Prof. Joel Waldfogel
Prof. Joel WaldfogelDigital Economy
Joel Waldfogel is a Research Associate at ZEW. He works in close cooperation with ZEW’S Research Unit “Digital Economy”.
He is furthermore the Associate Dean for MS and MBA Programs, the Frederick R. Kappel Chair in Applied Economics at the University of Minnesota’s Carlson School of Management, and a research associate of the National Bureau of Economic Research. Before coming to Carlson, Waldfogel worked at the Wharton School at the University of Pennsylvania (1997–2010), where he was the Ehrenkranz Family Professor of Business and Public Policy and served as department chair and associate vice dean. Between 1990 and 1997, he was an assistant and later an associate professor of economics at Yale University.
Waldfogel’s main research interests are industrial organization and law and economics. He has conducted empirical studies into price advertising, media markets, the operation of differentiated product markets, and issues related to digital products, including piracy, pricing, revenue sharing, and the effects of digitization on the supply of new products. Most of his research since 2004 has focused on copyright-related issues. He has published papers on the impact of piracy on the revenue of authorized products in recorded music, motion pictures, and television. Since 2010 he has conducted research and published papers on the broader impacts of digitization on the supply of new products in the creative industries.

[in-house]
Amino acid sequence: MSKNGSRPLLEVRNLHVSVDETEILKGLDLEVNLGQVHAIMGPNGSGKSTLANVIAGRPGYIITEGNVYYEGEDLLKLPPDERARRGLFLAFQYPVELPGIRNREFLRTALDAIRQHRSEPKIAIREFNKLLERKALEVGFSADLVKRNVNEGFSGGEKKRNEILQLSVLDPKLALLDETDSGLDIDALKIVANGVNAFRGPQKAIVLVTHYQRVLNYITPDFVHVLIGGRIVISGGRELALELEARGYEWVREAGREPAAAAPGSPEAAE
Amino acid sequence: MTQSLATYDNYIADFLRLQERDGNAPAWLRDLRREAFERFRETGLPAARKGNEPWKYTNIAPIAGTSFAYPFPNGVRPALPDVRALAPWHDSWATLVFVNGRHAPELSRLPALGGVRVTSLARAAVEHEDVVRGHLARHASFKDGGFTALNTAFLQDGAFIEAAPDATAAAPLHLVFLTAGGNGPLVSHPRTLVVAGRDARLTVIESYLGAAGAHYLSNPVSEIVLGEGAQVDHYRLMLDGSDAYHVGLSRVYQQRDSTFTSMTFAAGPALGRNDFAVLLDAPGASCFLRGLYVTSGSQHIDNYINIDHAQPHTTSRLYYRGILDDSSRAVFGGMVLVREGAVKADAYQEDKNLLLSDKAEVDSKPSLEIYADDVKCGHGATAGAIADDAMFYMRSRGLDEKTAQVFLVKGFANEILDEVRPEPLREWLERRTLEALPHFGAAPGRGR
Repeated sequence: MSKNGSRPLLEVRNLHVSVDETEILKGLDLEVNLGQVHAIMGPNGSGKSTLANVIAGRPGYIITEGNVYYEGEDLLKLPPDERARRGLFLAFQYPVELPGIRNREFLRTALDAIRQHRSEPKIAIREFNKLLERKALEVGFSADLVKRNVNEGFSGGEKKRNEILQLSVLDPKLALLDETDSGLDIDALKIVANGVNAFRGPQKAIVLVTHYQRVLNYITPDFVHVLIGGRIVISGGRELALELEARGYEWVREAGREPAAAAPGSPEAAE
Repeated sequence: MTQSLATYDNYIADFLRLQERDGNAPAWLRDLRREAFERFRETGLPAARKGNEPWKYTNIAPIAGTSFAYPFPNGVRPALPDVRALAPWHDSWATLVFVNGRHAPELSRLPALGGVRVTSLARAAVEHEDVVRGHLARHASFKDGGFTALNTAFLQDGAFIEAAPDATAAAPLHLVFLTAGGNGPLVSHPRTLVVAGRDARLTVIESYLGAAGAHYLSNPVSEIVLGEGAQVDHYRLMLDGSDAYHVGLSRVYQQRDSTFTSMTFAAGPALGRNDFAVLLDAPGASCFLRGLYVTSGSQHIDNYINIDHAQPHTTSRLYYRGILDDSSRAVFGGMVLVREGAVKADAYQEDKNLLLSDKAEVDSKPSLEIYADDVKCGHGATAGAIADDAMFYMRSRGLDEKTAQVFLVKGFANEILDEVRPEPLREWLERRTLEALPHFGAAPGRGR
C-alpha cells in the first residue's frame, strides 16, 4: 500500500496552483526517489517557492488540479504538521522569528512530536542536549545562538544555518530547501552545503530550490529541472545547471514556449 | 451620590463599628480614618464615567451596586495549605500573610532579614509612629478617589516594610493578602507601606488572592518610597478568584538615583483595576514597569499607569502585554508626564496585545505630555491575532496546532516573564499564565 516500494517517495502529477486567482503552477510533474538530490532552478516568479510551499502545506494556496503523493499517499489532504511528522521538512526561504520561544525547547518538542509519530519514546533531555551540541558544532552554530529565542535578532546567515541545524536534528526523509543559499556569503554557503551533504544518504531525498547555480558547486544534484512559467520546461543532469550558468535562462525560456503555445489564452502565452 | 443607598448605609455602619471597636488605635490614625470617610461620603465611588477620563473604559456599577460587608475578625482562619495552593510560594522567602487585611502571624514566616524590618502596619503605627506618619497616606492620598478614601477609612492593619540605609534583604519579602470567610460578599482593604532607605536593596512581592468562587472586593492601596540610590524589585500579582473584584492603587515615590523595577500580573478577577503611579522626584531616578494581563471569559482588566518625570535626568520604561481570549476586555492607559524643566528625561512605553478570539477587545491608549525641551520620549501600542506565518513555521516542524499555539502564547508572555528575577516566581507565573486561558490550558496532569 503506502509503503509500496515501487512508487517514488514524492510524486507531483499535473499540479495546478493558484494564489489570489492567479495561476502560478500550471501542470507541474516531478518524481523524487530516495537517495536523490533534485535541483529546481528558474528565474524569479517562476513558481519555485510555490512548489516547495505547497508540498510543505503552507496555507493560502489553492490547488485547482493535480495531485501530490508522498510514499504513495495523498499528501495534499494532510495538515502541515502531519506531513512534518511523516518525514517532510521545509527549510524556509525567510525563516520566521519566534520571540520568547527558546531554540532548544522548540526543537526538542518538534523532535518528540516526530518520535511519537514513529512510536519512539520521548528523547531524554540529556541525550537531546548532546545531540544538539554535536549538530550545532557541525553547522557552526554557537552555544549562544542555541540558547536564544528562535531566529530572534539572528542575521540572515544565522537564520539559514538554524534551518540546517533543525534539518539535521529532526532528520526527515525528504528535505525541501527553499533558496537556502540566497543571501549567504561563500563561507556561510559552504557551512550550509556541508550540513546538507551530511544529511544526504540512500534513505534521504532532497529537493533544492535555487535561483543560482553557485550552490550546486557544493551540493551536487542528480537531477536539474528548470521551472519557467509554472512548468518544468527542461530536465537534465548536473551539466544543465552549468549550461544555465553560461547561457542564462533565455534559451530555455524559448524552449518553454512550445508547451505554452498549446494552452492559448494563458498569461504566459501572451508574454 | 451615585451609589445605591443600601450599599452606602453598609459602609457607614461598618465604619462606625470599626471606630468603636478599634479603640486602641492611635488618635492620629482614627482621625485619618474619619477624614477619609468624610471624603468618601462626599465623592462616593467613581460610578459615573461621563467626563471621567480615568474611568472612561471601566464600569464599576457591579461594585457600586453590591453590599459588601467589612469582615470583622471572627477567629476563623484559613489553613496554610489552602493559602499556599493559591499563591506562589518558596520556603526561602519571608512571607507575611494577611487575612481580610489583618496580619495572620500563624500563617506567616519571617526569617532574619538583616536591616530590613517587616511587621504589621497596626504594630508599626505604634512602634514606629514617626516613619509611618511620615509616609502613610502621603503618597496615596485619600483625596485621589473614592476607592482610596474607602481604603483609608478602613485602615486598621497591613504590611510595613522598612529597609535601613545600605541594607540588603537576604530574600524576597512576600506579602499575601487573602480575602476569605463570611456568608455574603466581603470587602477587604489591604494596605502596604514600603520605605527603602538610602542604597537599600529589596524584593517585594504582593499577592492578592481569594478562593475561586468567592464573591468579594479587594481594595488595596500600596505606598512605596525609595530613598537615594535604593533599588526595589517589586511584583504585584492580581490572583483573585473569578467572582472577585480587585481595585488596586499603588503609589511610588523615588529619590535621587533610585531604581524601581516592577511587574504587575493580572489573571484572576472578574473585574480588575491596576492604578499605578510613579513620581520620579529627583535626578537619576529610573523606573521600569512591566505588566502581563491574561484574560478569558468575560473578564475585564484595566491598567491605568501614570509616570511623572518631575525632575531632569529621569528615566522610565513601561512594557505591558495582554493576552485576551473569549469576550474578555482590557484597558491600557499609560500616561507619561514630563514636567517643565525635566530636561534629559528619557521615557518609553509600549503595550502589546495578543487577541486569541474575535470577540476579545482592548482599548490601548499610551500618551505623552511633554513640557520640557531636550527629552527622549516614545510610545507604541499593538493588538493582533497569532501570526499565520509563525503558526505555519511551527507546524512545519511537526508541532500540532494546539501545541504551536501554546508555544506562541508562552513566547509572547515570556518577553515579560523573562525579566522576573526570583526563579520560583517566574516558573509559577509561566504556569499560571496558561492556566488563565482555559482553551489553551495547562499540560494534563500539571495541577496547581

He has published over 70 articles in scholarly outlets including the American Economic Review, the Journal of Political Economy, and the RAND Journal of Economics. He has published three books, The Tyranny of the Market: Why You Can’t Always Get What You Want (Harvard University Press, 2007), Scroogenomics: Why You Shouldn’t Buy Presents for the Holidays (Princeton University Press, 2009), as well as Digital Renaissance (Princeton University Press, 2018). He has also written for Slate. Waldfogel is co-editor of the 2015 Handbook of Media Economics as well as the 2012 Oxford Handbook of the Digital Economy. He received an A.B. in economics from Brandeis University in 1984 and a PhD in economics from Stanford University in 1990.